Where video conversion is concerned, one of the applications I’ve grown to enjoy over the years is Nero Recode. Though it’s export options are extremely limited, they offer high image quality and decent file weight. Nero 8 was released earlier this month, but lacks support for SSE4. In a recent meeting, we questioned whether or not we would see SSE4 support in a future update, but we were told that there is no immediate plans to implement it, although the “guys in the lab” are taking a look at it. Nero exhibits confidence that their application is optimized enough as is, and SSE4 is not needed.
For this test, we’ve first ripped our copy of our concert DVD, Killadelphia, by Lamb of God. The original DVD rip weighs in at 7.7GB, but we are using Nero to reconvert it to 4.5GB so that it will fit on a normal-sized DVD to use as a backup.
Absolutely no performance gains were seen in our standard DVD re-encoding, but taking the main movie and converting it to a mobile file proved 8% faster on our QX6950. The extra L2-Cache might have played a role in that instance.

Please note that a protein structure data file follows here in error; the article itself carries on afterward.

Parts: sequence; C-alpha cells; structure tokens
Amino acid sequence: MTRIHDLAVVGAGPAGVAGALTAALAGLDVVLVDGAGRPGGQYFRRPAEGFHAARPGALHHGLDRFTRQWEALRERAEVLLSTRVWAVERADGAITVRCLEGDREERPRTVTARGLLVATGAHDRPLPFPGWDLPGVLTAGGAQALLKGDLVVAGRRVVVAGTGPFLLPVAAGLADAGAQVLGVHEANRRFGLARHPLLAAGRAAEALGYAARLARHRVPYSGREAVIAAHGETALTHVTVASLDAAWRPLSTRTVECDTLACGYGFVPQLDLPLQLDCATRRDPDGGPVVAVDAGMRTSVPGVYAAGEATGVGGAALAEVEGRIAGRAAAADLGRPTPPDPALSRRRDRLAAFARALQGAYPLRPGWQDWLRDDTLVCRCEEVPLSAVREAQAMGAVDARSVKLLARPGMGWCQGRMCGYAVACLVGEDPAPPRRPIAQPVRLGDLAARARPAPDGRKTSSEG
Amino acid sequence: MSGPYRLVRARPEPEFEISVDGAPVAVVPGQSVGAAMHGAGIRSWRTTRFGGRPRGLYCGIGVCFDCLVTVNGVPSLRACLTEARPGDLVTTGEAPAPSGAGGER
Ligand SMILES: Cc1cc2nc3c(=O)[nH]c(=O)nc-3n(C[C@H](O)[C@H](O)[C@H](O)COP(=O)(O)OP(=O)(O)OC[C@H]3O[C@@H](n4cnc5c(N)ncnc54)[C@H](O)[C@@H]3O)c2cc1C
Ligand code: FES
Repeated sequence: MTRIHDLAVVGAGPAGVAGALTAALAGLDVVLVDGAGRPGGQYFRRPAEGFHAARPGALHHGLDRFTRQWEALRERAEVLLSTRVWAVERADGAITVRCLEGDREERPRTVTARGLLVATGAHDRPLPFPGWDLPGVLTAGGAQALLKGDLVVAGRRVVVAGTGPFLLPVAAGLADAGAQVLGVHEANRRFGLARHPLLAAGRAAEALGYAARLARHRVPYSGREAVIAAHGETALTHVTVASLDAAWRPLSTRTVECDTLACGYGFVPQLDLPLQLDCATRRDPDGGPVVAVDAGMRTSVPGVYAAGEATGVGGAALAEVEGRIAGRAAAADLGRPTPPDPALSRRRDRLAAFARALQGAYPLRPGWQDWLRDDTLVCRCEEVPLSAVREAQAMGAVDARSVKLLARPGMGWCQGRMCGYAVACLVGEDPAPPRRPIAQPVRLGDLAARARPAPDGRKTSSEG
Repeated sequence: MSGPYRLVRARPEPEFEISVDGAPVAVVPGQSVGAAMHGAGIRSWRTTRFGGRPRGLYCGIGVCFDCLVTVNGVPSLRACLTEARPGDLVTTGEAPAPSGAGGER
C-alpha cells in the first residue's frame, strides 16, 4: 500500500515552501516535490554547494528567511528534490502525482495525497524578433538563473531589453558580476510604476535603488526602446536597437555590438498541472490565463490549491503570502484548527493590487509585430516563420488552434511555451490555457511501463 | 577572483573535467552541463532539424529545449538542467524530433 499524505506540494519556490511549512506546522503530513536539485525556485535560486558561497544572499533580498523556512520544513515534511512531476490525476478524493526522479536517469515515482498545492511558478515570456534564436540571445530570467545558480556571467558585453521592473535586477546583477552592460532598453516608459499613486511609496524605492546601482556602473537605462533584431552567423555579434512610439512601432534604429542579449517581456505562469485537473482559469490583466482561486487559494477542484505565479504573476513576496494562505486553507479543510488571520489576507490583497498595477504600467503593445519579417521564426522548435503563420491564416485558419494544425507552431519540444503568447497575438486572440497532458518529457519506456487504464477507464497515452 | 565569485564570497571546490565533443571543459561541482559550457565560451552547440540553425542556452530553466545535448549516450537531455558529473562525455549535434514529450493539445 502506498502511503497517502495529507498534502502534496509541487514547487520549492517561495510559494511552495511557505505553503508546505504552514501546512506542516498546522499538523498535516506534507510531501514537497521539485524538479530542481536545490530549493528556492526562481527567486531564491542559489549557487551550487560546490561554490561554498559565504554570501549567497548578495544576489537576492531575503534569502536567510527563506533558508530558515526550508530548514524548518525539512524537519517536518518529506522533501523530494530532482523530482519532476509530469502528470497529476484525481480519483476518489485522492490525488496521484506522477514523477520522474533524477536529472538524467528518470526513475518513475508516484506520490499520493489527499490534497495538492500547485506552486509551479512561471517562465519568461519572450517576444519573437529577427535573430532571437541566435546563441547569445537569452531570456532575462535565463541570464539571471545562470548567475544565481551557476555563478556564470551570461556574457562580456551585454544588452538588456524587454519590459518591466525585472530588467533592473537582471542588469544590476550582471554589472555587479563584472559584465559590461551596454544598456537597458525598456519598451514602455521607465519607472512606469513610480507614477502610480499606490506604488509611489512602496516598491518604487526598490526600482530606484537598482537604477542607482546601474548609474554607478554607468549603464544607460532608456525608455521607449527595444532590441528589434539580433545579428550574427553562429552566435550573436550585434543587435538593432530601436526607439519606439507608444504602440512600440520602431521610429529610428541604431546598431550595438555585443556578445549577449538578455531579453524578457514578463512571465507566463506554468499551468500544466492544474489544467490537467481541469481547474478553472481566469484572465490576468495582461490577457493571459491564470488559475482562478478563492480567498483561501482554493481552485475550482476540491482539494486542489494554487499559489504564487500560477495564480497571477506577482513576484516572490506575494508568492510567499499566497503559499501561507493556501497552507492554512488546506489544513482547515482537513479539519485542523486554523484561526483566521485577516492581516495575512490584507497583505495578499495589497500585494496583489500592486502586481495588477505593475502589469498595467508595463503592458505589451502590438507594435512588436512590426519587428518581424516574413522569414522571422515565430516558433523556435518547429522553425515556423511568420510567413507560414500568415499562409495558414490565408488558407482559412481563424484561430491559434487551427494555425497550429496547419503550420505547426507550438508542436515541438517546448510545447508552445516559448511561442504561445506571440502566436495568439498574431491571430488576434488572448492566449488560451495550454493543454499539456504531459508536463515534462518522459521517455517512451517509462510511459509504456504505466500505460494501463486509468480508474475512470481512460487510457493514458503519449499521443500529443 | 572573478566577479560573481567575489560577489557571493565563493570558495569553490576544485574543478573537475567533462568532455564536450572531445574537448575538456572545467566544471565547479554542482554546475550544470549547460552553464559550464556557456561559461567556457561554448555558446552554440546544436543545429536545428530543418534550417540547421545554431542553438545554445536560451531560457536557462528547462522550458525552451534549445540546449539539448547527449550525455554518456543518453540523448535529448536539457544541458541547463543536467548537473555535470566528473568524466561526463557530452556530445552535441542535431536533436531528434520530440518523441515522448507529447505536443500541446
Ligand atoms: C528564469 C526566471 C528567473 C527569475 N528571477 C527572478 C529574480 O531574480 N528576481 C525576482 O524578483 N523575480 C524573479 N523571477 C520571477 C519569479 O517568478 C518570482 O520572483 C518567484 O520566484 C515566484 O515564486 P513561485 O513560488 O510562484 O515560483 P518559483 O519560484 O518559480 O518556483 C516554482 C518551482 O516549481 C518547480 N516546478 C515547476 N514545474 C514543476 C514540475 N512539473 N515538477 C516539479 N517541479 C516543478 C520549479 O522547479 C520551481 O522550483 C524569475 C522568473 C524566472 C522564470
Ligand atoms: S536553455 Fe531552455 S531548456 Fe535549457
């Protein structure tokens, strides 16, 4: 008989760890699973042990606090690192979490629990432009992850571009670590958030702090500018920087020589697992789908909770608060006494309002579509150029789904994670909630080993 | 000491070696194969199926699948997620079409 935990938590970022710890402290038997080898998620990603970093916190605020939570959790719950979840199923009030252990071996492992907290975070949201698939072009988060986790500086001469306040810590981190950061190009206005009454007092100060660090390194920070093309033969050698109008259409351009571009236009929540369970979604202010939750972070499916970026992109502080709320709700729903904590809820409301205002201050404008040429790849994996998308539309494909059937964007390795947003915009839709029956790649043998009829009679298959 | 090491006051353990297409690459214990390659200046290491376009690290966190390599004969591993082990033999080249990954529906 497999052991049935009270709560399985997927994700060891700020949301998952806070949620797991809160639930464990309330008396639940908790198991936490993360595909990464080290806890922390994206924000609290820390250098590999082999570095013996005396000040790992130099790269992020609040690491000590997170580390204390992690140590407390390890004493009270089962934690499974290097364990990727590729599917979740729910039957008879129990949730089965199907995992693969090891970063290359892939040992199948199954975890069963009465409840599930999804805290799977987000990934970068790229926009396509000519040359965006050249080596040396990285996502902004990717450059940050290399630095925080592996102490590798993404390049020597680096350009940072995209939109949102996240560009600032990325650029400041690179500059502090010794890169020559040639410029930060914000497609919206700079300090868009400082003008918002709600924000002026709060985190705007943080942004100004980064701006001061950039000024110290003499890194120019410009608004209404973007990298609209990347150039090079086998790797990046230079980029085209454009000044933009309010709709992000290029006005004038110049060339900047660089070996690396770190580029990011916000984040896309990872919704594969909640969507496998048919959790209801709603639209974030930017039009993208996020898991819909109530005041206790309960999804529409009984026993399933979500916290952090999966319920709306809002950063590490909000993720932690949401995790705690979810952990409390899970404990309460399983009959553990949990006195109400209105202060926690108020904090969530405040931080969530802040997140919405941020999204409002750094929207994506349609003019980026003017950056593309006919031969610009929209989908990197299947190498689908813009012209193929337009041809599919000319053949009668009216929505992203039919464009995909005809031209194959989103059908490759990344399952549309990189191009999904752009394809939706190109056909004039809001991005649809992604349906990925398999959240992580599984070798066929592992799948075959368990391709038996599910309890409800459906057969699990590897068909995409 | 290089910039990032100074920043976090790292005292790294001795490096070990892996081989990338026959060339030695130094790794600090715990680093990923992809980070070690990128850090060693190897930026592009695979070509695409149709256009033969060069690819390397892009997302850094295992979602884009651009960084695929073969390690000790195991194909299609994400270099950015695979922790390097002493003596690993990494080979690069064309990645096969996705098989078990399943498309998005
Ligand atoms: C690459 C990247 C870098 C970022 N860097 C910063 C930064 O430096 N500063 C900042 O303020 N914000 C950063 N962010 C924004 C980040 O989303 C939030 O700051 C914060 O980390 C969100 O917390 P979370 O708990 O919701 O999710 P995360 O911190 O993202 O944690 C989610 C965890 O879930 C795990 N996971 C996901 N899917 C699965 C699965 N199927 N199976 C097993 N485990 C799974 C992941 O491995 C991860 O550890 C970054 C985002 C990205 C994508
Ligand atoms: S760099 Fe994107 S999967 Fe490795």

For our last video-specific benchmark, we will be using one of the leading video creation tools available, Adobe After Effects CS3. The test does not benefit from SSE4, however it will take advantage of a multi-core processor in general. Our test will include a workload that applies numerous filters to a variety of file types, ultimately exporting it as an AVI movie.
After Effects saw 6% gains with our new processor. Though not entirely impressive, clock for clock, we are pleased with anything over a 2% increase.